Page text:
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On the day of San Isidro Labrador the spring fields shine, like this poppy red meadow in the surroundings of Manlleu, where you can also see how the red umbrella and raincoat amplify the effect of this color in the landscape, as seen in these photographs in La Vanguardia Readers’ Photos.

Traditionally, the poppy has been associated with agriculture since ancient times. And its life cycle adapts to most cereal crops. So much so that they flower and fruit before harvesting the crops.

Saint Isidro Labrador (Madrid, c. 1082-ibid., November 30, 1172), born in Muslim Mayrit, was a Mozarabic farmer who was possibly in the service of the Vargas family and many other landowners such as Francisco Vera.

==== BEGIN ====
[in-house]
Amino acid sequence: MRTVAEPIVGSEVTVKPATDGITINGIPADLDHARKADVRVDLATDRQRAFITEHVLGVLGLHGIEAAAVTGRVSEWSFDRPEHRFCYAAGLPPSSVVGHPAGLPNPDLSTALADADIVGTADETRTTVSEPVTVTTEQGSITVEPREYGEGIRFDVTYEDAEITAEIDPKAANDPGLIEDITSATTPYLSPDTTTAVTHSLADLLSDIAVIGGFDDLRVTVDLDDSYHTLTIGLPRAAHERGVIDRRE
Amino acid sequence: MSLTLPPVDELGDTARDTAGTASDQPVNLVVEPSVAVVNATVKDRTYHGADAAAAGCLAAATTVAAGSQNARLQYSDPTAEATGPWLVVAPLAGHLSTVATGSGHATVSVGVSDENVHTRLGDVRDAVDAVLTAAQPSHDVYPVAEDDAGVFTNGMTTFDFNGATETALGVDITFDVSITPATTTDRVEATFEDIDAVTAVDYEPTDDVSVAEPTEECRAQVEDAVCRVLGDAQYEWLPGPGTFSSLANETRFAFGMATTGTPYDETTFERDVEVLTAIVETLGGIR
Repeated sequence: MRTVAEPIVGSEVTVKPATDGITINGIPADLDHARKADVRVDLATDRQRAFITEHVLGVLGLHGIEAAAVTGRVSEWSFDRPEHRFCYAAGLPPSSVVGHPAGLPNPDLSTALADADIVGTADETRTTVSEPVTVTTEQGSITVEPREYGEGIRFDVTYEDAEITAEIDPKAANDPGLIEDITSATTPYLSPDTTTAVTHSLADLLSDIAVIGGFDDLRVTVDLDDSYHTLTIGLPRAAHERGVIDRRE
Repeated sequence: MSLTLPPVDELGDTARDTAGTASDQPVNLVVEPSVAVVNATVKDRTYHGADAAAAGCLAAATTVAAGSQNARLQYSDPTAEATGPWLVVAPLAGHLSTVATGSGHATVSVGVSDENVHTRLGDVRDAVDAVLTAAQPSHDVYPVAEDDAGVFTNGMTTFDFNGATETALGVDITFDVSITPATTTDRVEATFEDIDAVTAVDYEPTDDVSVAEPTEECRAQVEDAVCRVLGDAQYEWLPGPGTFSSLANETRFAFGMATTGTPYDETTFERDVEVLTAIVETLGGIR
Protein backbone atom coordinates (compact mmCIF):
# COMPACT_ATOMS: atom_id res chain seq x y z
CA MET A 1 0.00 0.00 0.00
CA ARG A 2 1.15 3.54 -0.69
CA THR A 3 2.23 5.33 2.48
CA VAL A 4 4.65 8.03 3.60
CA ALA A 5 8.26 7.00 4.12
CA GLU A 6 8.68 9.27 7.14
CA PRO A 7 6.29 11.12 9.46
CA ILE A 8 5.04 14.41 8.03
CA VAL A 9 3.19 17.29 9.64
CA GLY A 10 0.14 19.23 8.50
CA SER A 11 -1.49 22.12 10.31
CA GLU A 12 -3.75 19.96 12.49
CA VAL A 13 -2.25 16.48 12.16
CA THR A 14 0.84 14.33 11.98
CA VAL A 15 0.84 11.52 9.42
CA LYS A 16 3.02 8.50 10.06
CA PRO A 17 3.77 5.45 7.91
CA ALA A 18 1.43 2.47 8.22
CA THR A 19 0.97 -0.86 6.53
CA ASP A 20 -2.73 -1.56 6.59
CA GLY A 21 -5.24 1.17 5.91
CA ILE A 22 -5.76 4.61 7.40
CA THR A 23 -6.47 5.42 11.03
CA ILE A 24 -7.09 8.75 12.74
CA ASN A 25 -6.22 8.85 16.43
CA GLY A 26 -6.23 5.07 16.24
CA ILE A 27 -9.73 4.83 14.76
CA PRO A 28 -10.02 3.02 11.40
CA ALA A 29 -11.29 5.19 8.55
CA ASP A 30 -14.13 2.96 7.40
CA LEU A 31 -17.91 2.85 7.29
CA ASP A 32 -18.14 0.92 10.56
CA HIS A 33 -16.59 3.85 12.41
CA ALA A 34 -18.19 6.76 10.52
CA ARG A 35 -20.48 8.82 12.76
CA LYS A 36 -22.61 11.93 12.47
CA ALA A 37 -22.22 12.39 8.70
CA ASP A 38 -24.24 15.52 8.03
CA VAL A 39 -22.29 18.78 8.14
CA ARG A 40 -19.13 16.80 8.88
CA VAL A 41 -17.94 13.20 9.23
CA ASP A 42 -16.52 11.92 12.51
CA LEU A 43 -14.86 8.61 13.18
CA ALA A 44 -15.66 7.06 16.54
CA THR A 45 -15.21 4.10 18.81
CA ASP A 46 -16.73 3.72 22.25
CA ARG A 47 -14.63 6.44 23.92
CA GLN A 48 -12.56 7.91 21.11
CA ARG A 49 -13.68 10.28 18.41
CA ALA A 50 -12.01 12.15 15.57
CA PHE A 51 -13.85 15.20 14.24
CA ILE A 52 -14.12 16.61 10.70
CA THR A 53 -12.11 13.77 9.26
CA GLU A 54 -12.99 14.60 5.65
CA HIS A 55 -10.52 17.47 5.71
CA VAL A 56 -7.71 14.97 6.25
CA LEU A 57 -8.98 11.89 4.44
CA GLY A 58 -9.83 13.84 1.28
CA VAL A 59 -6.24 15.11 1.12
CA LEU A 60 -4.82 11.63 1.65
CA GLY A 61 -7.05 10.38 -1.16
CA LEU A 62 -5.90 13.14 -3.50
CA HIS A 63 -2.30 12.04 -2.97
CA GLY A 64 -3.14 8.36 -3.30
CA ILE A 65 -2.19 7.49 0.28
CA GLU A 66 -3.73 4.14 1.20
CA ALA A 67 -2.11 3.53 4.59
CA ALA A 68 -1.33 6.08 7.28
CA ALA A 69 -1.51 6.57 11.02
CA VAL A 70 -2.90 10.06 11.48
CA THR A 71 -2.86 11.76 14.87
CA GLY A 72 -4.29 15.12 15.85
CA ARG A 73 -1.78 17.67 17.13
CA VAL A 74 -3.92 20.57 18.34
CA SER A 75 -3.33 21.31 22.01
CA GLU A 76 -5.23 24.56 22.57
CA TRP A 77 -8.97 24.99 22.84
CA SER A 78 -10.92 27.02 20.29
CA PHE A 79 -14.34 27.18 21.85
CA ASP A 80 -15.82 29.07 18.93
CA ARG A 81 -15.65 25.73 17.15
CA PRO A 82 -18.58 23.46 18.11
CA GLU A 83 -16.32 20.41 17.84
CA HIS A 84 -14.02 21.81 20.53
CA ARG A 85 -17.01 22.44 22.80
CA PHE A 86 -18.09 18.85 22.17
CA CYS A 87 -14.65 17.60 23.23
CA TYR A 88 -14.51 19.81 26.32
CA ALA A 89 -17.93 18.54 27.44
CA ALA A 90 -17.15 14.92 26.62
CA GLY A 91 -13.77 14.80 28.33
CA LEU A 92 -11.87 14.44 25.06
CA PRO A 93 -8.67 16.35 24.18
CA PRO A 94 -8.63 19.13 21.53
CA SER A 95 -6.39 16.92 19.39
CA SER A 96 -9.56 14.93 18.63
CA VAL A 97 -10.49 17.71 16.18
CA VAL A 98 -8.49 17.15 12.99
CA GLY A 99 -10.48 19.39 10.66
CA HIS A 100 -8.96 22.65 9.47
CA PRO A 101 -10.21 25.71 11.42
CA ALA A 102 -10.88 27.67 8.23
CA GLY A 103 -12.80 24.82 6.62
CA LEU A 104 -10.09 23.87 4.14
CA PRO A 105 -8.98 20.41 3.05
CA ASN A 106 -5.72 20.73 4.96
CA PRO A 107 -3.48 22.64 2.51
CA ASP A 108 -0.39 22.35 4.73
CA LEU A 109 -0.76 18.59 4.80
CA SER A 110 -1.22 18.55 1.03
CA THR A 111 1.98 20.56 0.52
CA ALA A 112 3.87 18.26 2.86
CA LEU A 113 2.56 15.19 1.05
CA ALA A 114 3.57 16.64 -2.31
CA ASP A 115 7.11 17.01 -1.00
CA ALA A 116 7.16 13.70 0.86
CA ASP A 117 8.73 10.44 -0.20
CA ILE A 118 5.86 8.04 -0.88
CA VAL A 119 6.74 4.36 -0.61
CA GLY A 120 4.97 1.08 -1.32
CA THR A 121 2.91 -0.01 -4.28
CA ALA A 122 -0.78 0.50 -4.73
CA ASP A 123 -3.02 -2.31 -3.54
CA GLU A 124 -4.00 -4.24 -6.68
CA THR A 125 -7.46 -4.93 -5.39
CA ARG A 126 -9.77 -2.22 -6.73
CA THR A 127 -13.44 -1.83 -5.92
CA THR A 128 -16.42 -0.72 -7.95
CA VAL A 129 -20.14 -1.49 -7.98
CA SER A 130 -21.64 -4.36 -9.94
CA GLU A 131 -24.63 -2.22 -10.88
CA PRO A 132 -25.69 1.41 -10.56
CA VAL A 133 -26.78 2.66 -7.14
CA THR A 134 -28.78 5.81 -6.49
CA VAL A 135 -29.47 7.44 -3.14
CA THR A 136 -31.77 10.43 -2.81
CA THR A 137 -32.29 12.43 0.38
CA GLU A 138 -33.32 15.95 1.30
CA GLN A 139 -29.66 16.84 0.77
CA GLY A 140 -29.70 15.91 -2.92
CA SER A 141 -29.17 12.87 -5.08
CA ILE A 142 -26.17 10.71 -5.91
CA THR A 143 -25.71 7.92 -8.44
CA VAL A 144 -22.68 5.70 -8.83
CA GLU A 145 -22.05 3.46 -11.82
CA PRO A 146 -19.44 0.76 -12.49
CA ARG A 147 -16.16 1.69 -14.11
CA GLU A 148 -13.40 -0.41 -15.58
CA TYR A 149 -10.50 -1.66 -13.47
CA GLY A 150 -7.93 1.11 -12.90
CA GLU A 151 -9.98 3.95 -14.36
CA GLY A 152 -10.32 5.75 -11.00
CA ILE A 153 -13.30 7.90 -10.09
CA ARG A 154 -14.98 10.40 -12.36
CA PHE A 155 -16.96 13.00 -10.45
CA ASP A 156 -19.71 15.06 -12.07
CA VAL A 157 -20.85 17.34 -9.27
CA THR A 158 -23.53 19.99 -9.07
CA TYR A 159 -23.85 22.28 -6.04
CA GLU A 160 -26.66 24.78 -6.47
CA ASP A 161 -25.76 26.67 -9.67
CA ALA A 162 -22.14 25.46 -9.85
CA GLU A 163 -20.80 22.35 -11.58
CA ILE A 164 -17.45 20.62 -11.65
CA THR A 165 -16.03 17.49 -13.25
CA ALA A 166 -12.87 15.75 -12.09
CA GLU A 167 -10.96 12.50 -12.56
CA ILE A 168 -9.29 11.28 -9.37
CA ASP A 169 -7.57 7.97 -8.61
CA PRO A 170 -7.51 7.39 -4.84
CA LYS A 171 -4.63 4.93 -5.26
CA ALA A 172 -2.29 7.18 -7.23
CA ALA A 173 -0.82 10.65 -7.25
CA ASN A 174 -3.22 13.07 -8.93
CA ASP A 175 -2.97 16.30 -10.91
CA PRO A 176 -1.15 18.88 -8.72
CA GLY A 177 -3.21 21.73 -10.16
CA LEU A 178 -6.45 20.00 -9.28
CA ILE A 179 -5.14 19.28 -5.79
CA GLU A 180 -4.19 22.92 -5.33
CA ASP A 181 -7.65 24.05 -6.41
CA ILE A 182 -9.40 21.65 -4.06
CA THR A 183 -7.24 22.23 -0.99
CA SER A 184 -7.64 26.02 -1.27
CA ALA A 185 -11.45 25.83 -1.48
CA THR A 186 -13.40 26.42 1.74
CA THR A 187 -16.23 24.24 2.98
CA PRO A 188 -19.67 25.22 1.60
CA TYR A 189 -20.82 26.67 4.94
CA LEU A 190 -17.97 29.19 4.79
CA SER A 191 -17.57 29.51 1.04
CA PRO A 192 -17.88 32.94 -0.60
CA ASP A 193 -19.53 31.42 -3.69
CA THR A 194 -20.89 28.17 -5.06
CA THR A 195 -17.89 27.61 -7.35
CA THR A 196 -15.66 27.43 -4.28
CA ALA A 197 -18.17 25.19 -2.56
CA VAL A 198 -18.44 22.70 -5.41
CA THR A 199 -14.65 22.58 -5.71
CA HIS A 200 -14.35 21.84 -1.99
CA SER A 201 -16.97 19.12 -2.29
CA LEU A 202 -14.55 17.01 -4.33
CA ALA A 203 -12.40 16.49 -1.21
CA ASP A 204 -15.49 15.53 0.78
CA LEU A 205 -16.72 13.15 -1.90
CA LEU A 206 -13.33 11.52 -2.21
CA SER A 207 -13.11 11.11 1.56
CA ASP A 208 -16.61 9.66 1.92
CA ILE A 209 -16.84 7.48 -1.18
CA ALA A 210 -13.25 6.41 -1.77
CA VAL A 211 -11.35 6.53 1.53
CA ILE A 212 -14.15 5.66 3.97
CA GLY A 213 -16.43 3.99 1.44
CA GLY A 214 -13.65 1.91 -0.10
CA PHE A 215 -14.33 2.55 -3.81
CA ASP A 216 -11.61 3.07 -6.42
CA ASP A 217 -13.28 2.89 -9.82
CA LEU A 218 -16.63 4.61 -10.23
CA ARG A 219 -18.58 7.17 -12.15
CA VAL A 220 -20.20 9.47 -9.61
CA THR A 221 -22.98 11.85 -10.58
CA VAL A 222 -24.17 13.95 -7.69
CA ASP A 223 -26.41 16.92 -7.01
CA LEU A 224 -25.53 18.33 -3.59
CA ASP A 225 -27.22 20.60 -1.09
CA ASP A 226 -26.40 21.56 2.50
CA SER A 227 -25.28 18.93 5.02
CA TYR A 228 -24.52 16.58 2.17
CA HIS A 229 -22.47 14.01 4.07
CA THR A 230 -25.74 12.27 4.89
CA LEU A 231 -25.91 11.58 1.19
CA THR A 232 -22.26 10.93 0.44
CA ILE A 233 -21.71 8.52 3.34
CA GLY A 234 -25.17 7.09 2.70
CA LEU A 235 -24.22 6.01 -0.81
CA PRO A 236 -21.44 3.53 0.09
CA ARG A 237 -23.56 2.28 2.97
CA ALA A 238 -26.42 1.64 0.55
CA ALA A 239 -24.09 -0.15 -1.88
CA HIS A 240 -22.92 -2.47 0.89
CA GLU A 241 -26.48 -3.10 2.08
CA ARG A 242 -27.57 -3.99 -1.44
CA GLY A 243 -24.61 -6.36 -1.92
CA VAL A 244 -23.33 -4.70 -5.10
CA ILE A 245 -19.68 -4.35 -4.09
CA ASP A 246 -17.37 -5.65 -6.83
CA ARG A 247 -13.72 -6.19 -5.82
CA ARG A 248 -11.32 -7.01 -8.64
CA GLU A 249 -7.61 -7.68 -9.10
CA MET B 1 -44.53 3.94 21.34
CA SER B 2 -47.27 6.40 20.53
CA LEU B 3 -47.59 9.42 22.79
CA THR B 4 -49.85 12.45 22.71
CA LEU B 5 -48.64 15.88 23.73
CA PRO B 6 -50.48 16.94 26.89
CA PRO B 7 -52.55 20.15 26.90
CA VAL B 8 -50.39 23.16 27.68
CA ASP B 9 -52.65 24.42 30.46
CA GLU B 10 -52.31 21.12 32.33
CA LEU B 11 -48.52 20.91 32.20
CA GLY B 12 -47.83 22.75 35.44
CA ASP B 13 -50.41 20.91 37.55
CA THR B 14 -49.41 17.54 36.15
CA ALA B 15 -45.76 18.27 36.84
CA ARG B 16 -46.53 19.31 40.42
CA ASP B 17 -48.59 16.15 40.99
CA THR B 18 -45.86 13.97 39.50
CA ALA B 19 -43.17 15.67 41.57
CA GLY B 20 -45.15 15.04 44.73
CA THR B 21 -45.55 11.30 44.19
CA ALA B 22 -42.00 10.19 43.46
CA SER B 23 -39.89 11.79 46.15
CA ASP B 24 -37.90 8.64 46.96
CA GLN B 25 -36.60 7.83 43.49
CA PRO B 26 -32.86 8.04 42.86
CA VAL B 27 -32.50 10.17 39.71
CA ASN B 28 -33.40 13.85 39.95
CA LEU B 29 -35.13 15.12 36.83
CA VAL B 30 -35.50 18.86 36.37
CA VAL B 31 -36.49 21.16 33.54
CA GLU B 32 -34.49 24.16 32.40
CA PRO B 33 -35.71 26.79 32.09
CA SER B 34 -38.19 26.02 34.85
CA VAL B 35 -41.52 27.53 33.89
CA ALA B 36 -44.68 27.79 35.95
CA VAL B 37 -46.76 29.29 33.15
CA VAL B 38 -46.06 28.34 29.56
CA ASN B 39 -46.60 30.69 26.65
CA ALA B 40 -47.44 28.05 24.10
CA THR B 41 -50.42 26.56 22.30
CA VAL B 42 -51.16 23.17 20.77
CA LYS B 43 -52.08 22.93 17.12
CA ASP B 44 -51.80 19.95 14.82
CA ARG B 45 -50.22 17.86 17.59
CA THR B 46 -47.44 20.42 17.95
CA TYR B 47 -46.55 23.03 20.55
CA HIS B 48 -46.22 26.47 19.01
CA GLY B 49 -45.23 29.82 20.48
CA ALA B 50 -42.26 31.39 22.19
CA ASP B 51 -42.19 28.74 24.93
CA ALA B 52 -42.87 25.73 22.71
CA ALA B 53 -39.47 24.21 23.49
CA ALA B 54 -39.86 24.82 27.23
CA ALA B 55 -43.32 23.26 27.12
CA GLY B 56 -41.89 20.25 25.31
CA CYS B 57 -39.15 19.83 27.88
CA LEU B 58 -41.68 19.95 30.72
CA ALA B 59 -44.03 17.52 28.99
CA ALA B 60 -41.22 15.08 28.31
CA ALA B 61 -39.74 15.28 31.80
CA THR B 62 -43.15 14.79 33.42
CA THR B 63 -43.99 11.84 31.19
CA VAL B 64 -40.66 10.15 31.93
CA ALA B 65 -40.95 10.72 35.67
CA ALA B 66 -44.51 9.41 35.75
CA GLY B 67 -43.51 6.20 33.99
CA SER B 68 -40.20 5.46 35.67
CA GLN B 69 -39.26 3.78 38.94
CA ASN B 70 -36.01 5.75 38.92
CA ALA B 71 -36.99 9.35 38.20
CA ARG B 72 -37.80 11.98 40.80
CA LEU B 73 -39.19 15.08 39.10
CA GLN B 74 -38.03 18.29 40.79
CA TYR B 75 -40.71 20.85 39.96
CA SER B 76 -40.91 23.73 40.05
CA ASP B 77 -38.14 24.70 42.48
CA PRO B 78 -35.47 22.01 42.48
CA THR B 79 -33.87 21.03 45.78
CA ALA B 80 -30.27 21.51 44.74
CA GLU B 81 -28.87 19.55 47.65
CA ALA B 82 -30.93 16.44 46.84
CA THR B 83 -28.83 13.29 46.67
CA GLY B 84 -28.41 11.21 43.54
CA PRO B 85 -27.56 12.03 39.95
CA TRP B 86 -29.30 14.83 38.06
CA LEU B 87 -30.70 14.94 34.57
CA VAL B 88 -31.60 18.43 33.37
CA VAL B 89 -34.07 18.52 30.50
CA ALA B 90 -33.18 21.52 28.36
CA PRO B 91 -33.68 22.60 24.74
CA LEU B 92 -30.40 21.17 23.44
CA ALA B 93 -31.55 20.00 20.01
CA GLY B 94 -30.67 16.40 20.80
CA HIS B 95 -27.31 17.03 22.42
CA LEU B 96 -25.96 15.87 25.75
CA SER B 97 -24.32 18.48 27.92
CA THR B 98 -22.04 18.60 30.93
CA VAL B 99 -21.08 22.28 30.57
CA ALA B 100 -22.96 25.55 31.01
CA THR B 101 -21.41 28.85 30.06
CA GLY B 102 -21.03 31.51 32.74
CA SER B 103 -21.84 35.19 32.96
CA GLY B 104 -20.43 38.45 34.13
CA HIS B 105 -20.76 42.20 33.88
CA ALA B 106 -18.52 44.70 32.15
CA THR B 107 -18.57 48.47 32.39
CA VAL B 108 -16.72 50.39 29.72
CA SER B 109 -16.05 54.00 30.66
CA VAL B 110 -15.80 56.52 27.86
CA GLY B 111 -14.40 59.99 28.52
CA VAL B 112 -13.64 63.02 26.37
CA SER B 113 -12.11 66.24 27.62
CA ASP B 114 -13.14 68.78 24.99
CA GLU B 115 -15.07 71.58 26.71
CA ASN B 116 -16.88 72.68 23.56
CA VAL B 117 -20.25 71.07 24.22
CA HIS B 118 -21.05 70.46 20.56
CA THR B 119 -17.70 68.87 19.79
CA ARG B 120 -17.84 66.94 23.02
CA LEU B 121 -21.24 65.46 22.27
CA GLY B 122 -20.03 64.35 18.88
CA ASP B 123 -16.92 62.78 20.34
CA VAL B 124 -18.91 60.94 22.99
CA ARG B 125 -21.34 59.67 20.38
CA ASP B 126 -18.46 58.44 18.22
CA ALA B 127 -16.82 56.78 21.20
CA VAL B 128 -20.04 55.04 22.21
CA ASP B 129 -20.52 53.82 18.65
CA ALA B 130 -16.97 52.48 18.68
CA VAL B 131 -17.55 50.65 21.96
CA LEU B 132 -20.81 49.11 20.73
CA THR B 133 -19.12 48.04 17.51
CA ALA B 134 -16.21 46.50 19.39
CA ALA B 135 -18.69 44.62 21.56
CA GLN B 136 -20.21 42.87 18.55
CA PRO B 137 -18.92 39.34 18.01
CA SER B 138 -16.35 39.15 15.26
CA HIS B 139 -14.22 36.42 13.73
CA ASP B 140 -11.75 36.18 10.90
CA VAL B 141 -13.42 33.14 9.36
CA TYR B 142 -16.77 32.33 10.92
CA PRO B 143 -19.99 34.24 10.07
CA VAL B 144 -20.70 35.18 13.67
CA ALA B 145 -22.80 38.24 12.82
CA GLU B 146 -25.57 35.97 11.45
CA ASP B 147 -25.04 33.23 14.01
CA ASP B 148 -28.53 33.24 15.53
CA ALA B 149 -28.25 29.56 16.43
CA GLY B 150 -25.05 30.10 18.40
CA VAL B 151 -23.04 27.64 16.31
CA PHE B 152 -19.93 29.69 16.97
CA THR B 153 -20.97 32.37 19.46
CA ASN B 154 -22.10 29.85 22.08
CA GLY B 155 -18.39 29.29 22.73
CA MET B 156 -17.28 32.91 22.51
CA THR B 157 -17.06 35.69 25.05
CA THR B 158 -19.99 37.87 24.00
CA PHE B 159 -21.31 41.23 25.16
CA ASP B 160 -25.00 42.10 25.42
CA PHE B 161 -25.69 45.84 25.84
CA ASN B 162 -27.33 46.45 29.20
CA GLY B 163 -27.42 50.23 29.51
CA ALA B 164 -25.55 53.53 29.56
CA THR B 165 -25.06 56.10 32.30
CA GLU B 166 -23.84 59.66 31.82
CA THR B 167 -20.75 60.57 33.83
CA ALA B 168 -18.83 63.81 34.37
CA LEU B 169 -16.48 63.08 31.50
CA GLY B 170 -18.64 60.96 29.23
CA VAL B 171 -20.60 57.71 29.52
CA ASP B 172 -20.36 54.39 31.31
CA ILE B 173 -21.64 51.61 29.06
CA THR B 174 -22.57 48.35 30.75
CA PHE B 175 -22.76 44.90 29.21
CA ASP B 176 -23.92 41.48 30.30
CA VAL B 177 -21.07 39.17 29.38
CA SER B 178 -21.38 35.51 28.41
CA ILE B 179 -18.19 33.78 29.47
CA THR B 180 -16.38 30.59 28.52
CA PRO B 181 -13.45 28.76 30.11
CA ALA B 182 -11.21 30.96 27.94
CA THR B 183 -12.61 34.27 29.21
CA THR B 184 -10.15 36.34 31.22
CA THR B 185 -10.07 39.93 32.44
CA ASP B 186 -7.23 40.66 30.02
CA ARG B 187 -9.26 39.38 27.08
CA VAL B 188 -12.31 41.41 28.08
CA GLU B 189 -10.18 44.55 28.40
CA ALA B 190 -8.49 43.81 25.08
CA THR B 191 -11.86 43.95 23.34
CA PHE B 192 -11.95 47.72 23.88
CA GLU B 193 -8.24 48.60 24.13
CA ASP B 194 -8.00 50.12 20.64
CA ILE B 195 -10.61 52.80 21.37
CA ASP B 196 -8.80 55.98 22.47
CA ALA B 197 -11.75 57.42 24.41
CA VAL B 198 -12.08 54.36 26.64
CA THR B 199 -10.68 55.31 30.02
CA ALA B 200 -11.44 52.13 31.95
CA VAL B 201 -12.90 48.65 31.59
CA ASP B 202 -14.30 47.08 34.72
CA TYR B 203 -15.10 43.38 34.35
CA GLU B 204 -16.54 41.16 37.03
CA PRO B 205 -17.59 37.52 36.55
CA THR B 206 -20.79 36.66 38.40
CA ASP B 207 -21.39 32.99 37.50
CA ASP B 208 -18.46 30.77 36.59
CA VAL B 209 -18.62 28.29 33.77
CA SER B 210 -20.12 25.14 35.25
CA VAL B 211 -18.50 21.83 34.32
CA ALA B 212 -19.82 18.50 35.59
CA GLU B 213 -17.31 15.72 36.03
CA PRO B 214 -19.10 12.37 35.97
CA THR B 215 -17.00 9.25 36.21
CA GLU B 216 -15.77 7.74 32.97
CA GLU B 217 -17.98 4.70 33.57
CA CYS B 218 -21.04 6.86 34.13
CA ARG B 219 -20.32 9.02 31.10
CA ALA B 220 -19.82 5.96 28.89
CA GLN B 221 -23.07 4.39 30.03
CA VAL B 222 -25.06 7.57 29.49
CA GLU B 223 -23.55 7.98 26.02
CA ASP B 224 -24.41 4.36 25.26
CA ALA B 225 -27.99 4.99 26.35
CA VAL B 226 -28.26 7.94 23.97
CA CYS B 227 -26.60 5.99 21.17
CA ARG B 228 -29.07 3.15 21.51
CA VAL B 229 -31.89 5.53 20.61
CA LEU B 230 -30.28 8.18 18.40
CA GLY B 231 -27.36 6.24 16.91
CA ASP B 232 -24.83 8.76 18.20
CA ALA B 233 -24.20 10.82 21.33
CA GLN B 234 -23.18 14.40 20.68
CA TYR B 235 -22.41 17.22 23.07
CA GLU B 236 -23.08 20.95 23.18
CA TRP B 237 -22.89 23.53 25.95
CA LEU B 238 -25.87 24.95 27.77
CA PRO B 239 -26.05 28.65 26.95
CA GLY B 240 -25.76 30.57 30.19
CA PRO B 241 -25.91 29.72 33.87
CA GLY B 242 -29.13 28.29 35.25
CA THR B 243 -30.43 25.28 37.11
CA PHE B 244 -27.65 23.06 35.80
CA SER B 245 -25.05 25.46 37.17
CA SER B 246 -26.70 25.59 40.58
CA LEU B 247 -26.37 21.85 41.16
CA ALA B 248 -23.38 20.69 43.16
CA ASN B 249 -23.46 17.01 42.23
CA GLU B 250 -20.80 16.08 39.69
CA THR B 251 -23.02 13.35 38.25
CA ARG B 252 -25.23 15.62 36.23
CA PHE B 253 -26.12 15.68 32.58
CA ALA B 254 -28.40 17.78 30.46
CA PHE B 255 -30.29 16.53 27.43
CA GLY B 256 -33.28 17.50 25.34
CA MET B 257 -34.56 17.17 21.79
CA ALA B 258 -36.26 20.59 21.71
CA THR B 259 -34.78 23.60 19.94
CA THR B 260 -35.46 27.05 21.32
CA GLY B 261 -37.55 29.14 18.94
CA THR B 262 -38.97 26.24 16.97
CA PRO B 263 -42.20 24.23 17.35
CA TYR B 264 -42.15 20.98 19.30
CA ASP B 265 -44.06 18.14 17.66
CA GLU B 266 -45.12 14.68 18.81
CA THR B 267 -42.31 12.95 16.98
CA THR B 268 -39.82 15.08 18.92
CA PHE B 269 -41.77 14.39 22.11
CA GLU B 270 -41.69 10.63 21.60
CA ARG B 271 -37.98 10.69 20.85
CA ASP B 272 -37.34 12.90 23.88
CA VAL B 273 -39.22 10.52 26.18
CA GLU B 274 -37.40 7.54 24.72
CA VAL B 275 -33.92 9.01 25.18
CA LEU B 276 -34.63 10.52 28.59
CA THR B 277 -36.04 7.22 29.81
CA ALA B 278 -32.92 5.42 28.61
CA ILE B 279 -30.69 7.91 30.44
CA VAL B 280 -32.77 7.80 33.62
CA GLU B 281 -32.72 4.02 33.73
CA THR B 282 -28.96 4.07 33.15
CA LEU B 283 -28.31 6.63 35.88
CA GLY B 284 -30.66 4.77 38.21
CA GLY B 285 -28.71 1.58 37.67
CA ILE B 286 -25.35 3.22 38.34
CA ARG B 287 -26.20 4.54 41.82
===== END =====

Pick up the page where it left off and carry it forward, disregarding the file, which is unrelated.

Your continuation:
Saint Isidro is the first married layman brought to the altars after a canonization process instructed by the Congregation of Rites. The promoters of this canonization were several members of the Lujanes family, the Vargas family and the royal house of the Austrias.

In 1213, King Alfonso VIII, in gratitude to the Saint for his intervention in the victory of Las Navas de Tolosa. He built a chapel in his honor. Although he had not yet been sanctified in the 13th century, the popular religious fervor of the people of Madrid for the figure of Isidro Labrador was already very high at that time.